BOB MARLEY: SOUL REBELS (1970)
1) Soul Rebel; 2) Try Me; 3) It's Alright; 4) No Sympathy; 5) My Cup; 6) Soul Almighty; 7) Rebel's Hop; 8) Corner Stone; 9) Four Hundred Years; 10) No Water; 11) Reaction; 12) My Sympathy.
For all those who are accustomed to Marley's Island-era worldwide hits, from ʽNo Woman No Cryʼ and ʽI Shot The Sheriffʼ to ʽOne Loveʼ and ʽJammingʼ, these early albums by the Wailers, produced by Lee "Scratch" Perry and recorded back when «the Wailers» did not yet signify «any interchangeable body behind Bob's back», but meant an actual reggae band with elements of active democracy, might sound a little... tough.
Soul Rebels is a good example of «hardcore» reggae, one that does not try to render itself more accessible to the ears of the global listener — by incorporating «rock» elements, or simply by trying to be more melodic — but instead concentrates almost exclusively on groove, atmosphere, and its own type of rugged spirituality. This is Perry's typical style of work, and this why Soul Rebels is as «authentic» as these guys are ever gonna get. For proof, compare this here version of Peter Tosh's ʽ400 Yearsʼ with the fuller-arranged, slower, subtler arrangement on Catch A Fire three years later — both have their own strengths, but this early one has a brutal roughness, expressed by the prominent position of the bass guitar and the «scratch» pattern of the rhythm, without any further embellishments, that would eventually be gone.
Although the Wailers had already been around for more than half a decade, this particular incarnation, consisting of the «original» Wailers (Marley himself; Peter Tosh on guitar, keyboards, and vocals; Bunny Wailer on percussion) as well as the Barrett brothers, formerly from Perry's "Upsetters" (Aston on bass and Carly on extra percussion), was transitional — the «originals» would part ways with Marley in 1974, while the Barretts, on the other hand, would hold on until the very end. In this particular case, «transitional» might easily mean «best», the single largest accumulation of talent in the Wailers' history — except that you really have to «get it» before you can make proper use of that accumulation.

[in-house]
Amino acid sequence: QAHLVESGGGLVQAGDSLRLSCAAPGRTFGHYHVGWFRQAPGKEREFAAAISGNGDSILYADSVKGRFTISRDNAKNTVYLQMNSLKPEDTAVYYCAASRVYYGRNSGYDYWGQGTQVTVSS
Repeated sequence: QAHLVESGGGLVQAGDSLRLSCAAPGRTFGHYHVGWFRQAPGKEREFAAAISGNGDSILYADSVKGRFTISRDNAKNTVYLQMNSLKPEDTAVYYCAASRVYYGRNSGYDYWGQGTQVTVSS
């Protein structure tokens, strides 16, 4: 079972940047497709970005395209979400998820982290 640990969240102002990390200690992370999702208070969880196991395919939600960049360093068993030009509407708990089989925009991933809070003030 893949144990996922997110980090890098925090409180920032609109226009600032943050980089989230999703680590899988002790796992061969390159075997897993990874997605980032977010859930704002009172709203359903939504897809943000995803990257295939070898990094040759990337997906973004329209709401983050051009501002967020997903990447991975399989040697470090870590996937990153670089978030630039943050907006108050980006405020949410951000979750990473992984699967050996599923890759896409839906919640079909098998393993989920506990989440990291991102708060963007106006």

The key test, I think, is in whether one has any good words to say about the album's final track, ʽMy Sympathyʼ, which is really just an instrumental variation on the main theme of the album's vocal title song (ʽSoul Rebelʼ; for the record, the remastered and expanded CD edition of Soul Rebels adds a whole big bunch of instrumental takes on the songs). The main groove is set about in the first three or four seconds, after which nothing new happens right until the final fadeout at 2:43 — just the same rhythmic pattern, with scratch guitar and Tosh's quietly bubbling organ part in the background repeating the same chord pattern over and over again. It is the easiest thing in the world to call this thing «crap», but that could very logically lead to calling the entire album crap, and, subsequently, the entire reggae genre, or, at least, Marley's entire career.
The thing is — if the groove is well set, the groove is likeable. Just as it is possible to dig the 12-bar blues progression, per se, and dig it specifically when it is performed with extra gusto, so it is possible to feel abstract sympathy towards the skank, straight or shuffled. A whole album of instrumentals like ʽMy Sympathyʼ would soon become unbearable, but this placing of one instrumental «re-run» at the end of an album is sort of a symbolic gesture — this is who we are, and this form of music is what we play, and it is through this groove that we convey everything that we have to say, because that's how Jah set it all up, basically. One of the most fascinating things about the groove is how, despite requiring very strict rhythmic coordination, it ends up giving this impression of nonchalant friendly laziness, steaming in the Jamaican heat — I guess they don't emphasize the «offbeat» quality of the rhythms for nothing.